By Jennifer Mrozowski
The Cincinnati Enquirer
Students walking through Vine Elementary on the first day of school Thursday recognized just one of the 23 teachers who taught there last year.
Heather Lipp, a first-year teacher at Vine Elementary, gets acquainted with her fourth-grade class Thursday.|
(Michael E. Keating photo)
| ZOOM |
The rest weren't rehired.
Cincinnati Public Schools administrators last year told every staff member at the 332-student Mount Auburn school - right down to the janitors - they were being removed because student achievement was too low.
Those who wanted their jobs had to reapply or take a job elsewhere in the district. The school then had to create a new instructional plan.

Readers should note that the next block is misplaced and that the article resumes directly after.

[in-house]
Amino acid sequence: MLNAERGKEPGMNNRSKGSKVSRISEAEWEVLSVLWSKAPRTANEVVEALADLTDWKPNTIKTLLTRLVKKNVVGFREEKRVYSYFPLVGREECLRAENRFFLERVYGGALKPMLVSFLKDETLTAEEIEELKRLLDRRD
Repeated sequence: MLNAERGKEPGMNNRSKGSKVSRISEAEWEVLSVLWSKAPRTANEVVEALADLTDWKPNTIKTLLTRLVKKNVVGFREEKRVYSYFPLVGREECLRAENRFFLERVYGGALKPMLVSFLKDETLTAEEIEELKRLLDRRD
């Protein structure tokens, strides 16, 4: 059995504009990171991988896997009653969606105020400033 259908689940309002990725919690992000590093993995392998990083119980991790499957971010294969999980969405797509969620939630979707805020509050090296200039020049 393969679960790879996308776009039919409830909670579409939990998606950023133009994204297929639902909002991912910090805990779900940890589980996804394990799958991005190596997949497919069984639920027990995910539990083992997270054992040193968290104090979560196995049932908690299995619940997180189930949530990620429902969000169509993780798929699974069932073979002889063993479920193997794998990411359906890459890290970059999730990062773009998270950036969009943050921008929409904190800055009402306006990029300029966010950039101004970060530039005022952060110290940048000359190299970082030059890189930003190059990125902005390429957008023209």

CPS, ranked as one of the lowest-achieving school districts in the state this week, has been overhauling low-performing schools like Vine for four years as a way to improve achievement.
But now, hundreds of low-performing schools nationwide, including 36 Ohio schools and six in Cincinnati, must begin writing plans for similar overhauls under a landmark federal education bill signed last year.
While Cincinnati Public has shown some big gains with the nine schools redesigned since 1999, an Enquirer analysis showed that progress in some redesigned schools has been inconsistent.
"On the positive side, we've looked at the data and see they have shown academic progress," said Sue Taylor, president of the Cincinnati Federation of Teachers union.
"But the progress has been very incremental."
The purpose of redesign is to bring in a new staff that will ideally stir radical change in a school that hasn't been meeting district goals of improvement. They would bring new ideas, innovative reading programs, more after-school activities and increased parental involvement.